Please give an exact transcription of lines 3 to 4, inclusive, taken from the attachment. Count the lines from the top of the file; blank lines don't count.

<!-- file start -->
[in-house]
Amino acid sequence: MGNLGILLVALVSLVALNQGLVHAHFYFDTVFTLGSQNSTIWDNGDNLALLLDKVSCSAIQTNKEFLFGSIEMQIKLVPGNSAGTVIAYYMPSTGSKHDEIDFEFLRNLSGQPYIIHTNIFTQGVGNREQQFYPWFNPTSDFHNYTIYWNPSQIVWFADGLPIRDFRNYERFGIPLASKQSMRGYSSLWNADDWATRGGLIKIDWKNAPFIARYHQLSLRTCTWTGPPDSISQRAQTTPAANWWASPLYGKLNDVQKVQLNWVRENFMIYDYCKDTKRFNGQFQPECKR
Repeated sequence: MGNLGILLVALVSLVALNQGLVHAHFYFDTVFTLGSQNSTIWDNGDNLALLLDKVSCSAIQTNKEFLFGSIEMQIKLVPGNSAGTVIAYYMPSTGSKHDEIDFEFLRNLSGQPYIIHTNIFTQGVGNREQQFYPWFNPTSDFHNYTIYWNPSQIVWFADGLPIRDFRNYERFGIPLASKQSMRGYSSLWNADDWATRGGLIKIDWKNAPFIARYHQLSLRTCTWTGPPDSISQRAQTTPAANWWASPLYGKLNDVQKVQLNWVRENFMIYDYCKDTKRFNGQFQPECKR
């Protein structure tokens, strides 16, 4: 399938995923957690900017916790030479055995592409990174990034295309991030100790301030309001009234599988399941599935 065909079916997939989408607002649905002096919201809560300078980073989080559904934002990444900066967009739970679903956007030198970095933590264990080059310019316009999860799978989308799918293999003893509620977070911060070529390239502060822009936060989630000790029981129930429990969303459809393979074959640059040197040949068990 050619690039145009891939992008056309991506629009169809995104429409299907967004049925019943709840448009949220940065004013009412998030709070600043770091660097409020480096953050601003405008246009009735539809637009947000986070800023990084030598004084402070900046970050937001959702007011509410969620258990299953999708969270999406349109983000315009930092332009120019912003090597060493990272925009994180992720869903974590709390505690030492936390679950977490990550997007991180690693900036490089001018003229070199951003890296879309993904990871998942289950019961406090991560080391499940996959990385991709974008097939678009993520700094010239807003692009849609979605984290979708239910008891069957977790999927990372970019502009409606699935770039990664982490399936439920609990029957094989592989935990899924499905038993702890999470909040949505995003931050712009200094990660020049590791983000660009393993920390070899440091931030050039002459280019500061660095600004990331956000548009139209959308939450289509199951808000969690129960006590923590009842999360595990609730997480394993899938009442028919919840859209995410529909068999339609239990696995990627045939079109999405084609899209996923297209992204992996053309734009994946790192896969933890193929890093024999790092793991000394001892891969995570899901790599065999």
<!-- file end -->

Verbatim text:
Repeated sequence: MGNLGILLVALVSLVALNQGLVHAHFYFDTVFTLGSQNSTIWDNGDNLALLLDKVSCSAIQTNKEFLFGSIEMQIKLVPGNSAGTVIAYYMPSTGSKHDEIDFEFLRNLSGQPYIIHTNIFTQGVGNREQQFYPWFNPTSDFHNYTIYWNPSQIVWFADGLPIRDFRNYERFGIPLASKQSMRGYSSLWNADDWATRGGLIKIDWKNAPFIARYHQLSLRTCTWTGPPDSISQRAQTTPAANWWASPLYGKLNDVQKVQLNWVRENFMIYDYCKDTKRFNGQFQPECKR
């Protein structure tokens, strides 16, 4: 399938995923957690900017916790030479055995592409990174990034295309991030100790301030309001009234599988399941599935 065909079916997939989408607002649905002096919201809560300078980073989080559904934002990444900066967009739970679903956007030198970095933590264990080059310019316009999860799978989308799918293999003893509620977070911060070529390239502060822009936060989630000790029981129930429990969303459809393979074959640059040197040949068990 050619690039145009891939992008056309991506629009169809995104429409299907967004049925019943709840448009949220940065004013009412998030709070600043770091660097409020480096953050601003405008246009009735539809637009947000986070800023990084030598004084402070900046970050937001959702007011509410969620258990299953999708969270999406349109983000315009930092332009120019912003090597060493990272925009994180992720869903974590709390505690030492936390679950977490990550997007991180690693900036490089001018003229070199951003890296879309993904990871998942289950019961406090991560080391499940996959990385991709974008097939678009993520700094010239807003692009849609979605984290979708239910008891069957977790999927990372970019502009409606699935770039990664982490399936439920609990029957094989592989935990899924499905038993702890999470909040949505995003931050712009200094990660020049590791983000660009393993920390070899440091931030050039002459280019500061660095600004990331956000548009139209959308939450289509199951808000969690129960006590923590009842999360595990609730997480394993899938009442028919919840859209995410529909068999339609239990696995990627045939079109999405084609899209996923297209992204992996053309734009994946790192896969933890193929890093024999790092793991000394001892891969995570899901790599065999």